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Drug and Alcohol Treatment and Recovery Workforce Programme

This programme aims to transform the lives of those affected by drug and alcohol misuse by improving the quality and capacity of the drug and alcohol treatment and recovery workforce.


In 2019, Dame Carol Black (DCB) was commissioned by the Home Office and DHSC to undertake a 2-part independent review of drugs to inform the government’s thinking on what more could be done to tackle the harm that drugs cause. 

The second part of the review focused on the drug treatment and recovery system. Its aim was to make sure that vulnerable people with substance misuse problems get the support and treatment they need to recover and turn their lives around. It considered the level of funding required and had a major focus on workforce. The review contains 32 recommendations for change across various government departments and other organisations, to improve the effectiveness of drug prevention and treatment and to help more people recover from dependence. 

The Government invested an additional £80m in drug treatment services in 2021/22. This funding saw the field successfully recruit around 800 additional staff in 9 months. Although the recruitment focused predominantly on drug and alcohol workers and peer workers, this demonstrates that the substance misuse sector can use additional investment to rapidly expand the workforce.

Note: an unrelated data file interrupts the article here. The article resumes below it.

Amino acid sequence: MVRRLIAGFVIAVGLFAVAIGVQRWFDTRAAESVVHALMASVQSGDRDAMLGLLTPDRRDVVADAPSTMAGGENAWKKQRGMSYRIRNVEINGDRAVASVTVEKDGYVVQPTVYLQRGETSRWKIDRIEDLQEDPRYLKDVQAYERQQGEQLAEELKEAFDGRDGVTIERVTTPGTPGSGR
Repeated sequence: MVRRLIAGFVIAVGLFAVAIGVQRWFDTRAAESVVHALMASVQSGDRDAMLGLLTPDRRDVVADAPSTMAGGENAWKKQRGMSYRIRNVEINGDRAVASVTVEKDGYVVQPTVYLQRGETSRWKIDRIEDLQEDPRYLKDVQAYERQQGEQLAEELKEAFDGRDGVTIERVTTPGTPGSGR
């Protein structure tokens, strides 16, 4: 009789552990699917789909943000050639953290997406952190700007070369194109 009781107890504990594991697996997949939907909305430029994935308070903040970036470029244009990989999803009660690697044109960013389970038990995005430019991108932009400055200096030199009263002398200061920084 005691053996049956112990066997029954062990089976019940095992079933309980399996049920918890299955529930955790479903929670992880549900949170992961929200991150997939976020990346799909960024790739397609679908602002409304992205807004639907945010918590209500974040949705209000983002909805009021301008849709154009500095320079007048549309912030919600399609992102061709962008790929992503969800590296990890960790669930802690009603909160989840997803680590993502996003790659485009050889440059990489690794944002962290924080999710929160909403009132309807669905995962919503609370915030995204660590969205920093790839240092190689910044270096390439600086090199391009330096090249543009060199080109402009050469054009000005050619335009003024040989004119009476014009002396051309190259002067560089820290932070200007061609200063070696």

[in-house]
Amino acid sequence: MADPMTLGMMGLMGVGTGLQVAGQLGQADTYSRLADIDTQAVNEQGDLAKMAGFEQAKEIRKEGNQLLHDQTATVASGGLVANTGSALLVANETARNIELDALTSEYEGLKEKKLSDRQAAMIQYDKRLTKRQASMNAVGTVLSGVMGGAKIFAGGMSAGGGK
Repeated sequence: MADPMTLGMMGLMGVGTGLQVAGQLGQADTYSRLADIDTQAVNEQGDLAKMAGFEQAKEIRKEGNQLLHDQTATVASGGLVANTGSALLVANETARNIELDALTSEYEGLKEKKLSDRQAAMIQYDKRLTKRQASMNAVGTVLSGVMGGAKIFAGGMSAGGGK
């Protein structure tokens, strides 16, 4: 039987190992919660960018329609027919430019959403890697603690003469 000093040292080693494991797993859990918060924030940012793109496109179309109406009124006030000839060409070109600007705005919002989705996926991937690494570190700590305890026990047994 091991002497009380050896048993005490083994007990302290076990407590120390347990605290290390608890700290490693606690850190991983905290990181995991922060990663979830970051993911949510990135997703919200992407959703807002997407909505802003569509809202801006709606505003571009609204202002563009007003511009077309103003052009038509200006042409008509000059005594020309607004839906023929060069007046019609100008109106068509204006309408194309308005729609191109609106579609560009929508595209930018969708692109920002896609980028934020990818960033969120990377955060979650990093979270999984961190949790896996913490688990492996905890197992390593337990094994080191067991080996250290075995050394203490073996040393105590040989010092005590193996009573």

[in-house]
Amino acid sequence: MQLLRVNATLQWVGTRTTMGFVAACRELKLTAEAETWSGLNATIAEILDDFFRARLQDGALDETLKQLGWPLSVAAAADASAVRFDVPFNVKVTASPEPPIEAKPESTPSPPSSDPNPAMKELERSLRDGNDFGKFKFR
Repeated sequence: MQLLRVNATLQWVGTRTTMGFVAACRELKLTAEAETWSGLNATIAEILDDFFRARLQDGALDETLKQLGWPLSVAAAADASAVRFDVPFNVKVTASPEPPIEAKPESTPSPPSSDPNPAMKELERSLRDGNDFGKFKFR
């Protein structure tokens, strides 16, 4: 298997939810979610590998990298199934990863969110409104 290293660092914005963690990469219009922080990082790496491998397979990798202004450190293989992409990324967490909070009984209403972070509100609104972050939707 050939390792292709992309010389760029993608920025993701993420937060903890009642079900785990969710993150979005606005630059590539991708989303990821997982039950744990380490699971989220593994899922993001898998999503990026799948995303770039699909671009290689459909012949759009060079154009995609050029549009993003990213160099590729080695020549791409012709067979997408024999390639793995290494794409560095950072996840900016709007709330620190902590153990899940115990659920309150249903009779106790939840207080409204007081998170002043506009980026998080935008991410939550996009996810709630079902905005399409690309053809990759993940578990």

In July 2021, the Government responded to recommendations in part 2 of Dame Carol Black’s review with a 10-year drug strategy: from Harm to Hope and significant new investment, including an additional £532m for drug and alcohol treatment and recovery services from 2022/23 to 2024/25. The new 10-year drug strategy specified that the additional funding should deliver:   

  • 800 more medical, mental health and other professionals   
  • 950 additional drug and alcohol and criminal justice workers   
  • sufficient commissioning and co-ordinator capacity in every local authority (LA)  

 To achieve this, the Government committed to a range of actions to support workforce transformation including: 

  • work to implement a comprehensive strategy to expand the workforce through effective recruitment and retention 
  • work to define and improve the training and skills of all sections of the drug treatment workforce, including registered health professionals, drug and alcohol workers and peer supporters 

Programme delivery

Office for Health Improvement and Disparities (OHID), HEE and NHS England will work closely to engage with a wide range of services and stakeholders to develop the overall transformation programme. The programme will focus on the following organisation types:

  • Local authority drug and alcohol commissioning teams
  • Local authority commissioned adult and young people’s community drug and alcohol treatment and recovery services, residential rehabilitation, and inpatient detoxification services, including NHS and third sector providers
  • Lived experience recovery organisations (LEROs) 
  • Services jointly delivered between NHS and LA to improve care for people with co-occurring mental health needs and drug and alcohol treatment needs 

The programme will also ensure that its outputs, such as the new workforce strategy, reference and align with NHS workforce strategic planning for other key service types such as NHS-commissioned substance misuse teams in secure settings, mental health services and alcohol care teams (ACTs), and locally services are encouraged to plan in partnership with NHS services. This will ensure better integration of services/roles within Integrated Care Systems (ICSs).